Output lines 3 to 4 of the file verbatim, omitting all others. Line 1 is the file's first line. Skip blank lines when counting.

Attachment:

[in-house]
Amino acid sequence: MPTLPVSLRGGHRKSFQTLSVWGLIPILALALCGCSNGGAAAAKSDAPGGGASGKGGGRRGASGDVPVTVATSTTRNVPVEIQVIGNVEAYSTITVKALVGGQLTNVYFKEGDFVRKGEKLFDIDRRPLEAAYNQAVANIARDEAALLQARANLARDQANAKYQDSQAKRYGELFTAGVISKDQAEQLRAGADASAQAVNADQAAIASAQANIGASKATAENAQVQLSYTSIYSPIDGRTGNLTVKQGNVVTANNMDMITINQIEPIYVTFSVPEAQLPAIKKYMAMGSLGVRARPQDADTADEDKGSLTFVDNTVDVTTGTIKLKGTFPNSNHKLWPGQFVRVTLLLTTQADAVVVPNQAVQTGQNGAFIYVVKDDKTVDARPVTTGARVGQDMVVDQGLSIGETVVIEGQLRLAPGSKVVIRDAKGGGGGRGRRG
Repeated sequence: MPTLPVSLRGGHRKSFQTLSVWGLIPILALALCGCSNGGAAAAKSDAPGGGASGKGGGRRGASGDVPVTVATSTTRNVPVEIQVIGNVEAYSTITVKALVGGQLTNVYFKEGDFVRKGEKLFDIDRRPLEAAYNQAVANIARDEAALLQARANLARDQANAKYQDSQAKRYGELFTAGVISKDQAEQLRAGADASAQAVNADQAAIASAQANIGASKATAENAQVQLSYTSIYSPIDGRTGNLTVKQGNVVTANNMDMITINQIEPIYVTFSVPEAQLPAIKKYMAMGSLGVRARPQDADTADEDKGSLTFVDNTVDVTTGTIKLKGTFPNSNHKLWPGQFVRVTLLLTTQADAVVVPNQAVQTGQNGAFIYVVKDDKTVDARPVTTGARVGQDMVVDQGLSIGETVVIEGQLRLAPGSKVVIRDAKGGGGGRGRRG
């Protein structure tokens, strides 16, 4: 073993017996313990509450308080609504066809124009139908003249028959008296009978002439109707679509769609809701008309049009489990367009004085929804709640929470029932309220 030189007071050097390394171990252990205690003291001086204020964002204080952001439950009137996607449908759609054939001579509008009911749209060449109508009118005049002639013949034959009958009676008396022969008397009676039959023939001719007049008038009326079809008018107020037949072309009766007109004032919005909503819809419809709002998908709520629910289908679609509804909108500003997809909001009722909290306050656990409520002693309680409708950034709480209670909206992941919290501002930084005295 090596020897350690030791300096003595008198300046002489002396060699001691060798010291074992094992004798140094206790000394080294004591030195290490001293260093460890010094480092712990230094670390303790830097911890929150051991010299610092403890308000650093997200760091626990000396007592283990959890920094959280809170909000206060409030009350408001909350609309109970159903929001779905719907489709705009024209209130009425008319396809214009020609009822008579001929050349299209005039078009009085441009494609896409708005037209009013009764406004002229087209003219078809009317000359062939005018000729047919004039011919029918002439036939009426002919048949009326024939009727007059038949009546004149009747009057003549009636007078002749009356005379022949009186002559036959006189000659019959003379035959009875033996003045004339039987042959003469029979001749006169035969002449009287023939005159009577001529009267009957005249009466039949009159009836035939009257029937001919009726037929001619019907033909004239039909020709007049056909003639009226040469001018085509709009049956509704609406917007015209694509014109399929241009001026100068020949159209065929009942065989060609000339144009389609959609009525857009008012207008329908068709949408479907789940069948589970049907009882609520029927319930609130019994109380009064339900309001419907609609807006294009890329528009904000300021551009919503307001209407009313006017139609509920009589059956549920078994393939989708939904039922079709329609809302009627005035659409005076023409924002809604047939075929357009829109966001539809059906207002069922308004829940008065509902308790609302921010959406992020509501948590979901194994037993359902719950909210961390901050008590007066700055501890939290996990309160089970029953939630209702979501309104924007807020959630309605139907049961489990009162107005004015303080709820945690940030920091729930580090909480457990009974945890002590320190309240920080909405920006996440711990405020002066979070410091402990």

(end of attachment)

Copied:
Repeated sequence: MPTLPVSLRGGHRKSFQTLSVWGLIPILALALCGCSNGGAAAAKSDAPGGGASGKGGGRRGASGDVPVTVATSTTRNVPVEIQVIGNVEAYSTITVKALVGGQLTNVYFKEGDFVRKGEKLFDIDRRPLEAAYNQAVANIARDEAALLQARANLARDQANAKYQDSQAKRYGELFTAGVISKDQAEQLRAGADASAQAVNADQAAIASAQANIGASKATAENAQVQLSYTSIYSPIDGRTGNLTVKQGNVVTANNMDMITINQIEPIYVTFSVPEAQLPAIKKYMAMGSLGVRARPQDADTADEDKGSLTFVDNTVDVTTGTIKLKGTFPNSNHKLWPGQFVRVTLLLTTQADAVVVPNQAVQTGQNGAFIYVVKDDKTVDARPVTTGARVGQDMVVDQGLSIGETVVIEGQLRLAPGSKVVIRDAKGGGGGRGRRG
């Protein structure tokens, strides 16, 4: 073993017996313990509450308080609504066809124009139908003249028959008296009978002439109707679509769609809701008309049009489990367009004085929804709640929470029932309220 030189007071050097390394171990252990205690003291001086204020964002204080952001439950009137996607449908759609054939001579509008009911749209060449109508009118005049002639013949034959009958009676008396022969008397009676039959023939001719007049008038009326079809008018107020037949072309009766007109004032919005909503819809419809709002998908709520629910289908679609509804909108500003997809909001009722909290306050656990409520002693309680409708950034709480209670909206992941919290501002930084005295 090596020897350690030791300096003595008198300046002489002396060699001691060798010291074992094992004798140094206790000394080294004591030195290490001293260093460890010094480092712990230094670390303790830097911890929150051991010299610092403890308000650093997200760091626990000396007592283990959890920094959280809170909000206060409030009350408001909350609309109970159903929001779905719907489709705009024209209130009425008319396809214009020609009822008579001929050349299209005039078009009085441009494609896409708005037209009013009764406004002229087209003219078809009317000359062939005018000729047919004039011919029918002439036939009426002919048949009326024939009727007059038949009546004149009747009057003549009636007078002749009356005379022949009186002559036959006189000659019959003379035959009875033996003045004339039987042959003469029979001749006169035969002449009287023939005159009577001529009267009957005249009466039949009159009836035939009257029937001919009726037929001619019907033909004239039909020709007049056909003639009226040469001018085509709009049956509704609406917007015209694509014109399929241009001026100068020949159209065929009942065989060609000339144009389609959609009525857009008012207008329908068709949408479907789940069948589970049907009882609520029927319930609130019994109380009064339900309001419907609609807006294009890329528009904000300021551009919503307001209407009313006017139609509920009589059956549920078994393939989708939904039922079709329609809302009627005035659409005076023409924002809604047939075929357009829109966001539809059906207002069922308004829940008065509902308790609302921010959406992020509501948590979901194994037993359902719950909210961390901050008590007066700055501890939290996990309160089970029953939630209702979501309104924007807020959630309605139907049961489990009162107005004015303080709820945690940030920091729930580090909480457990009974945890002590320190309240920080909405920006996440711990405020002066979070410091402990």